Improving the United States Image Abroad

Video Message: Jacquelyn L. Williams-Bridgers

Jacquelyn L. Williams-Bridgers

Managing Director, International Affairs and Trade

(202) 512-3101

In today's highly volatile global environment, it is more critical than ever that the United States effectively coordinate, manage, and implement its public diplomacy and strategic communications activities to affect foreign public opinion. Led by the State Department, U.S. public diplomacy efforts seek to offer a positive vision of hope and opportunity, nurture common interests and values, and marginalize violent extremists. A number of agencies manage activities and programs aimed to influence foreign publics, promote a shared sense of democratic values and principles, and mitigate the threat to our national security posed by the spread and intensification of anti-American sentiments abroad. For example:

  • In fiscal year 2006, Congress provided almost $1.5 billion to fund public diplomacy efforts undertaken by the State Department and Broadcasting Board of Governors.

  • Other agencies, including the Department of Defense, USAID, and the intelligence community, also seek to influence foreign public opinion through their strategic communication and emergency relief efforts.

Beginning in 2003 we recommended that the U.S. Government needed to develop an interagency public diplomacy strategy. In June 2007, the President issued a U.S. National Strategy For Public Diplomacy And Strategic Communication.  Our work shows that the implementation of the strategy must be guided by strong interagency mechanisms that promote information sharing and better coordination of efforts. In addition, content should be based on sound research of the intended audiences, with messages consistent with U.S. foreign policy interests.  Gaps in research data, foreign language capability, staffing, and resources hinder the United States’ ability to best target and communicate with key foreign audiences.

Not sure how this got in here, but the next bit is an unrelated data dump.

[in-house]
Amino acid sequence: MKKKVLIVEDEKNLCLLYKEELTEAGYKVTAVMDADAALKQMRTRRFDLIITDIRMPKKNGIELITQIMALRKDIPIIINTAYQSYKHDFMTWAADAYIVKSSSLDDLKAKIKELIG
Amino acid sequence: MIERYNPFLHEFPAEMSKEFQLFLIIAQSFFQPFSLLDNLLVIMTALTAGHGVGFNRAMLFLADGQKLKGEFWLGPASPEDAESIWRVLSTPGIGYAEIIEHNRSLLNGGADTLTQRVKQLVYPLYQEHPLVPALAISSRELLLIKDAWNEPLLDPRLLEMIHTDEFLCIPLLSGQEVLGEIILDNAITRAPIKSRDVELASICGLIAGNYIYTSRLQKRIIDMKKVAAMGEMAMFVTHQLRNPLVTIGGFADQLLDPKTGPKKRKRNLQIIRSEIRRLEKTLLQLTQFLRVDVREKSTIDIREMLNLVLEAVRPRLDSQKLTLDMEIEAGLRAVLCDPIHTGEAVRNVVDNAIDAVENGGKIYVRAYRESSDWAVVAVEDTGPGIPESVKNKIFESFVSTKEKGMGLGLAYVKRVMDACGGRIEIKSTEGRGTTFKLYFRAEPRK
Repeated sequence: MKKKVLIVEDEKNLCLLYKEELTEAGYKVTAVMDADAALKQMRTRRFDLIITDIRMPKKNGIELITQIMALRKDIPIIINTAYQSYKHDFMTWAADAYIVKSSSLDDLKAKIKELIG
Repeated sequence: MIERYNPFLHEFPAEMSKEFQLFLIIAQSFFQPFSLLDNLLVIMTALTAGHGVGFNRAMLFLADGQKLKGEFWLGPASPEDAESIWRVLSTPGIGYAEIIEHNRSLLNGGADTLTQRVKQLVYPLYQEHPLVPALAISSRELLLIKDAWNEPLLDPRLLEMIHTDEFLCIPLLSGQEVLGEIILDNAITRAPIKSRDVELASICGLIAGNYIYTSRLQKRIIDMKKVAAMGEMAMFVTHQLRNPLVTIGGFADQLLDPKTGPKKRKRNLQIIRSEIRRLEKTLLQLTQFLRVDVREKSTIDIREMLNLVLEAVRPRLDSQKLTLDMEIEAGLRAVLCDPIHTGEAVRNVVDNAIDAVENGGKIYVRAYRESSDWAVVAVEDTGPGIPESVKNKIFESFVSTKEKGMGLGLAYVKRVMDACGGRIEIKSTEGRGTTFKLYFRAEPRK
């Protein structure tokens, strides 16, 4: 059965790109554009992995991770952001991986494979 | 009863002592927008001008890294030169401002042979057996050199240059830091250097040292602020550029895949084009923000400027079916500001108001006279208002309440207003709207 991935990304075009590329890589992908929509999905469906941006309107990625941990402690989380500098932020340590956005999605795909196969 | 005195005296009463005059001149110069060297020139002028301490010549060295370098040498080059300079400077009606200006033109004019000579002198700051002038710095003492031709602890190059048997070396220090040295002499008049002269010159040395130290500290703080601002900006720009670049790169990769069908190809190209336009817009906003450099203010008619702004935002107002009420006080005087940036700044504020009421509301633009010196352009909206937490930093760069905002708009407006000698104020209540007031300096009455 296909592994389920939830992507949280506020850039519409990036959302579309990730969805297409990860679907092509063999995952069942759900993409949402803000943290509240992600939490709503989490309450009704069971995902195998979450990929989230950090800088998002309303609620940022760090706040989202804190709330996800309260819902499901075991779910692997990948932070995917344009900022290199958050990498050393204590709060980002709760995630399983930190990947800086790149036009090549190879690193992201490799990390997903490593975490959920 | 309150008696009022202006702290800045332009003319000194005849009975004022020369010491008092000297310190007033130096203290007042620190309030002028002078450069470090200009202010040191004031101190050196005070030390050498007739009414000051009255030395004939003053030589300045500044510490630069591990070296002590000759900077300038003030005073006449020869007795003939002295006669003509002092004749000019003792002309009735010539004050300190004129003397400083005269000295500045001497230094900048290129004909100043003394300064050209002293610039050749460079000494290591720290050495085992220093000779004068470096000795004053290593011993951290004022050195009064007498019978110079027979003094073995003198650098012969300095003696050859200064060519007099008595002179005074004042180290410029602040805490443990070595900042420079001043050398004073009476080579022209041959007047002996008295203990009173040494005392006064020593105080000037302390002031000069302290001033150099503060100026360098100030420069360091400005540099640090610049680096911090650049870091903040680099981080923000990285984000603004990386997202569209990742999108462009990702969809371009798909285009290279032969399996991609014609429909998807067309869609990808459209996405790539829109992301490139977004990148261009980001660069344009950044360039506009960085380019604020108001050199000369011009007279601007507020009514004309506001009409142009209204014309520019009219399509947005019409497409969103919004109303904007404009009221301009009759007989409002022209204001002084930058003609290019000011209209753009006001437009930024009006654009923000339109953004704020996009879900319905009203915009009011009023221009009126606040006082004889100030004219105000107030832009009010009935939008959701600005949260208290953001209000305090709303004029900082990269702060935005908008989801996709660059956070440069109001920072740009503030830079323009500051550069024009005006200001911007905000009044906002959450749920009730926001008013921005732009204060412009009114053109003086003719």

^ Back to topWhat Needs to Be Done

To improve the U.S. image abroad, it is critical that U.S. policy makers

  • improve their strategic planning, coordination, and performance measurement efforts;
  • enhance the substance and sharing of government audience research efforts; and
  • address a range of human capital challenges that include developing an overseas workforce with requisite language capabilities.

    Highlights of GAO-07-904 (PDF), Highlights of GAO-06-904 (PDF), and Highlights of GAO-06-535 (PDF)

^ Back to topKey Reports

U.S. Public Diplomacy: Strategic Planning Efforts Have Improved, but Agencies Face Significant Implementation Challenges
GAO-07-795T, April 26, 2007
State Department: Staffing and Foreign Language Shortfalls Persist Despite Initiatives to Address Gaps
GAO-07-1154T, August 1, 2007
Department of State: Staffing and Foreign Language Shortfalls Persist Despite Initiatives to Address Gaps
GAO-06-894, August 4, 2006
U.S. International Broadcasting: Management of Middle East Broadcasting Services Could Be Improved
GAO-06-762, August 4, 2006
U.S. Public Diplomacy: Actions Needed to Improve Strategic Use and Coordination of Research
GAO-07-904, July 18, 2007
Foreign Assistance: Actions Needed to Better Assess the Impact of Agencies' Marking and Publicizing Efforts
GAO-07-277, March 12, 2007
U.S. Public Diplomacy: State Department Efforts Lack Certain Communication Elements and Face Persistent Challenges
GAO-06-707T, May 3, 2006
U.S. Public Diplomacy: State Department Efforts to Engage Muslim Audiences Lack Certain Communication Elements and Face Significant Challenges
GAO-06-535, May 3, 2006
Department of State: Human Capital Strategy Does Not Recognize Foreign Assistance Responsibilities
GAO-07-1153, September 28, 2007